Last week I went to a famous hospital in Delhi NCR to visit a patient. This hospital located at Gurgaon on Delhi -Haryana border is one of the latest private hospital to be set up by, India’s leading ‘Bye Pass Surgery Master’. The hospital is a swanky and upscale one and is in a huge campus. This hospital caters to niche patients of entire north India and is in huge demand for it’s pricey but reliable services. In fact you can find patients of multiple nationalities getting treatment here and hospital has separate arrangements to handle them. The boom in medical tourism in India can easily be noticed here.
I had gone there to see a patient of major bye-pass-surgery. Before entering the hospital I was feeling sad and gloomy for the turn of the events for the patient and his relatives, whom I was supposed to meet in next few minutes. I was thinking of using the choicest of words in the environment of the hospital in least number of words, so as not to be loud and garish at that time.
I entered the hospital through the emergency services and found a big hall, full of crowd. There were persons moving around and most of them were well dressed and looked healthy and fit. There were hardly any lines of worries on the faces of the men and women I saw there in first few minutes. I was however looking for the gentleman who was supposed to guide me to reach to the patient room. I located that gentleman after some time and moved towards him with a tinge of concern in my voice. I asked him about the patient. He told me that the patient was still in isolation and there were some ups and down in his health. I inquired more and he told me that I might see the patient but only after few hours, as the patient was in sleep.
I decided to wait and looked around me to find a corner, where I could wait. Sensing my discomfort, the gentleman who was there to usher and facilitate meeting the patient asked me to come with him to the coffee shop there. I was little bemused to hear the word coffee shop, as I was in an hospital and was not expecting some good shop there to have a decent coffee. After all this was a place, patients were treated for heart, kidney, brain and bone diseases and coffee was not the forte of the hospital. Then there was this famous south Indian food chain outlet, serving hot Idlis, Vadas and Dosas with piping hot Sambhar. This food court I was told run, 24 hours a day. I was initially hesitant to be there as I had come with the mindset of visiting a patient but eventually decided to spend some time in this Hospital Food Court!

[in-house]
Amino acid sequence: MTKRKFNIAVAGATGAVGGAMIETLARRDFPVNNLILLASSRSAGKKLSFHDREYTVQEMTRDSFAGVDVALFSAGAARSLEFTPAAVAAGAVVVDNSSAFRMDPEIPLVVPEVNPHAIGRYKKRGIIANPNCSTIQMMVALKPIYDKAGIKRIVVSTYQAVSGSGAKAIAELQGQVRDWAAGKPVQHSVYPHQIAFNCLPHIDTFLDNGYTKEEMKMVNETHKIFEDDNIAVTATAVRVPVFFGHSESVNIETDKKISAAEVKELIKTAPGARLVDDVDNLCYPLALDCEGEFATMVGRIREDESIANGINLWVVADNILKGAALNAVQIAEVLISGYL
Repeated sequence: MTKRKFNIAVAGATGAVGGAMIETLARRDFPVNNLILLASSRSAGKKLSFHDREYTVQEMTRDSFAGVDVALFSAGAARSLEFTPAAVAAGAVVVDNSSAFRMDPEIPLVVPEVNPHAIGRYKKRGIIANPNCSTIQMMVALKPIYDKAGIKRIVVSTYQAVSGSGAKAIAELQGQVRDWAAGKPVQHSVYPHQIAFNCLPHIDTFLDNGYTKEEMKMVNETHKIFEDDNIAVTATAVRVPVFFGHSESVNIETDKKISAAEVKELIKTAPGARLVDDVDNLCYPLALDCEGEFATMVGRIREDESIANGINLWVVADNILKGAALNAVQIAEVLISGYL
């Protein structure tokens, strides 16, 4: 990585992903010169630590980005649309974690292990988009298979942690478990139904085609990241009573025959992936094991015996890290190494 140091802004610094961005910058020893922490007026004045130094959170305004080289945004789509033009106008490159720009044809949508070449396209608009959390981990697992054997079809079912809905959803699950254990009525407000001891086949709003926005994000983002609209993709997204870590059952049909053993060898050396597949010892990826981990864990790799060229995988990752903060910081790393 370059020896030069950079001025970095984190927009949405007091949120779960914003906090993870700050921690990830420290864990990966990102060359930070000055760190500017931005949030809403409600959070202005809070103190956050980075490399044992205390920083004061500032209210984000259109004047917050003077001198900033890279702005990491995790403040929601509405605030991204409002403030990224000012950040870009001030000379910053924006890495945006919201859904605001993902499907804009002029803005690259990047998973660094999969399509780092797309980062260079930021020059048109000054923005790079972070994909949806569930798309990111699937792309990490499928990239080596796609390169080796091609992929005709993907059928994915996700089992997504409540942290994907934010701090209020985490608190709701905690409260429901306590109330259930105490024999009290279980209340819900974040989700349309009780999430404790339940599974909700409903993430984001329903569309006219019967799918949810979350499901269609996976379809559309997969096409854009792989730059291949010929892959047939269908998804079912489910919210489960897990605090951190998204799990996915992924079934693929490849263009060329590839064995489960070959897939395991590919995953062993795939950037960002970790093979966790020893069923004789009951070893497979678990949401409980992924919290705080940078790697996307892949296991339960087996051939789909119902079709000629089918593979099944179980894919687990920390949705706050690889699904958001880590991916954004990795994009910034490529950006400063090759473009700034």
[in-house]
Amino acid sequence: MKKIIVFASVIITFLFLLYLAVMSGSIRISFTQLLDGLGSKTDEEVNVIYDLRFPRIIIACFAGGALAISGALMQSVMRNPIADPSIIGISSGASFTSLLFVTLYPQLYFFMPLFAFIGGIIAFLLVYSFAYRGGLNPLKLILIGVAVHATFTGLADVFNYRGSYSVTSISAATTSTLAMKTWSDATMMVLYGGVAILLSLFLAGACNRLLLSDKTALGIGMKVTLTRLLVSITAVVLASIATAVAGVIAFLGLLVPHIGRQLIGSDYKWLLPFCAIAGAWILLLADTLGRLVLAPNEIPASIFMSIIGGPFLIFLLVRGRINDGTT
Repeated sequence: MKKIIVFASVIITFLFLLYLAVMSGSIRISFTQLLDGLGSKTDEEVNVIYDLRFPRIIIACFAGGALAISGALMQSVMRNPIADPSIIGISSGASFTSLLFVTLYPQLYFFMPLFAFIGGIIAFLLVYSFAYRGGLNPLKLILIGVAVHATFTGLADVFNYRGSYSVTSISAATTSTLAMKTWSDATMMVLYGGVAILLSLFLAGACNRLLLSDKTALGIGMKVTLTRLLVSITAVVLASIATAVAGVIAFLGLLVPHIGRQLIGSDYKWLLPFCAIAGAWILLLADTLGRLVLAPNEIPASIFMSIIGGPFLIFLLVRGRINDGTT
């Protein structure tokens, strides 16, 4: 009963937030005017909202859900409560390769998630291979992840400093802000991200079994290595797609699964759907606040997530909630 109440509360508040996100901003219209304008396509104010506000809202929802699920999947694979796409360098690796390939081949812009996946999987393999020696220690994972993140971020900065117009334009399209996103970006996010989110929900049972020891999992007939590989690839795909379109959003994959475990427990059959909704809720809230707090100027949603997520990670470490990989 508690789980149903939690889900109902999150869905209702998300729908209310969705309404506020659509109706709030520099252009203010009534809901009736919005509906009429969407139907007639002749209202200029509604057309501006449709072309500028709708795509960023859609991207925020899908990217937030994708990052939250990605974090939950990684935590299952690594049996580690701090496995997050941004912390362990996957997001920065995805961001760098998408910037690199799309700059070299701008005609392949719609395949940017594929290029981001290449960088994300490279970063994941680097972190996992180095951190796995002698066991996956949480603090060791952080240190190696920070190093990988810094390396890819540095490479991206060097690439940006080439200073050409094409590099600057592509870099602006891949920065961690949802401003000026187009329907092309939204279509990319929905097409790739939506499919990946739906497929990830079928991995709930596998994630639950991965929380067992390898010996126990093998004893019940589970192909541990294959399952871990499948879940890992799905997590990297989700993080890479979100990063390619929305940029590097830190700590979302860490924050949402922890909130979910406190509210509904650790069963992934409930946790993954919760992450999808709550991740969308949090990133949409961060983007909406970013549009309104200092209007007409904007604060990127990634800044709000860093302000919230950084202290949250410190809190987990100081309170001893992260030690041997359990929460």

I ordered an Idli-Vada combo. There was a huge rush though and it took some time for my order to be served. I kept on looking at the faces of the persons milling around. They were all busy chatting with each other and looking at menu. The worries of hospitals could hardly be felt in this part of hospital. Everybody seemed busy. I don’t know much about the patients they were attending to, but you could hardly delineate any worries on their faces. They were all sinking their teeth in the tasty and well marketed food. The food was really tasty and at par with offering from any good Delhi Restaurant. The hot filter coffee was even better and I had almost an early lunch at the hospital, otherwise a most unlikely place. I realized that these food court etc are meant to serve the attendants of well healed patients actually, as hardly any patient would be in a state of mind or body to relish the food offered in this food court. If hospital was having a thousand patient, the food court would be serving almost 2000 persons. A huge business opportunity actually. The prices at the food court were also at par with any high-end Delhi mall. A single scoop of sugar free ice-cream was for 100 bucks!
These hospitals perhaps are true representative of a consumer driven market culture, where those who can pay can get food or whatever at any place including an hospital. Thanks to the principles of Adam Smith propounded free market economy, we may perhaps be seeing swanky shops and food mart even besides a crematorium. One should never underestimate the power of a common-consumer!.